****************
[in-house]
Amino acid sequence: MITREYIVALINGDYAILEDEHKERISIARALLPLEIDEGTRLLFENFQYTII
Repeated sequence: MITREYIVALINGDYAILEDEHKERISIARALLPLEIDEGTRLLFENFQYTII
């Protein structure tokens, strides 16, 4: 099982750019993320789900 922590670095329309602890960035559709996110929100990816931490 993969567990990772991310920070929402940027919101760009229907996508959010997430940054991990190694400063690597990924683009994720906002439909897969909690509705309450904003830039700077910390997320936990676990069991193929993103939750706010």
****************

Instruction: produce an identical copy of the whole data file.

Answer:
[in-house]
Amino acid sequence: MITREYIVALINGDYAILEDEHKERISIARALLPLEIDEGTRLLFENFQYTII
Repeated sequence: MITREYIVALINGDYAILEDEHKERISIARALLPLEIDEGTRLLFENFQYTII
């Protein structure tokens, strides 16, 4: 099982750019993320789900 922590670095329309602890960035559709996110929100990816931490 993969567990990772991310920070929402940027919101760009229907996508959010997430940054991990190694400063690597990924683009994720906002439909897969909690509705309450904003830039700077910390997320936990676990069991193929993103939750706010």